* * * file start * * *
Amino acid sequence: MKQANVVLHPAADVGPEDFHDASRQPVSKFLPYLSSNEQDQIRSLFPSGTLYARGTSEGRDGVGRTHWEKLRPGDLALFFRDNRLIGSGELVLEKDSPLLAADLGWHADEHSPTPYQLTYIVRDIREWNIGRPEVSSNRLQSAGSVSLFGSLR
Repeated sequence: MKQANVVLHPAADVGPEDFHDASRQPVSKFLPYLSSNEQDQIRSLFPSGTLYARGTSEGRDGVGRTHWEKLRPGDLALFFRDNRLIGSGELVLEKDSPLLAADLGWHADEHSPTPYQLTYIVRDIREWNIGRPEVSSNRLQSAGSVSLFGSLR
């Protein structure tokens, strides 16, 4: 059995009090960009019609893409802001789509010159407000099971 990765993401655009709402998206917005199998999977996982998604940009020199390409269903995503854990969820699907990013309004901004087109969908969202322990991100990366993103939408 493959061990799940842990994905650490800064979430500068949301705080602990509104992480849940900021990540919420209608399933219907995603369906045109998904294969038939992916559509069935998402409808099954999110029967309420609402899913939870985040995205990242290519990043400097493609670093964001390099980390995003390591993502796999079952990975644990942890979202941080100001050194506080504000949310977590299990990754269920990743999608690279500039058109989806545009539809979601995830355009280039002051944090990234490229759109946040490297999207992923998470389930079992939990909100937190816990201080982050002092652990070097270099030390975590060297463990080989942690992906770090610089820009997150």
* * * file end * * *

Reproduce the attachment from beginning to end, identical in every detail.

Amino acid sequence: MKQANVVLHPAADVGPEDFHDASRQPVSKFLPYLSSNEQDQIRSLFPSGTLYARGTSEGRDGVGRTHWEKLRPGDLALFFRDNRLIGSGELVLEKDSPLLAADLGWHADEHSPTPYQLTYIVRDIREWNIGRPEVSSNRLQSAGSVSLFGSLR
Repeated sequence: MKQANVVLHPAADVGPEDFHDASRQPVSKFLPYLSSNEQDQIRSLFPSGTLYARGTSEGRDGVGRTHWEKLRPGDLALFFRDNRLIGSGELVLEKDSPLLAADLGWHADEHSPTPYQLTYIVRDIREWNIGRPEVSSNRLQSAGSVSLFGSLR
């Protein structure tokens, strides 16, 4: 059995009090960009019609893409802001789509010159407000099971 990765993401655009709402998206917005199998999977996982998604940009020199390409269903995503854990969820699907990013309004901004087109969908969202322990991100990366993103939408 493959061990799940842990994905650490800064979430500068949301705080602990509104992480849940900021990540919420209608399933219907995603369906045109998904294969038939992916559509069935998402409808099954999110029967309420609402899913939870985040995205990242290519990043400097493609670093964001390099980390995003390591993502796999079952990975644990942890979202941080100001050194506080504000949310977590299990990754269920990743999608690279500039058109989806545009539809979601995830355009280039002051944090990234490229759109946040490297999207992923998470389930079992939990909100937190816990201080982050002092652990070097270099030390975590060297463990080989942690992906770090610089820009997150």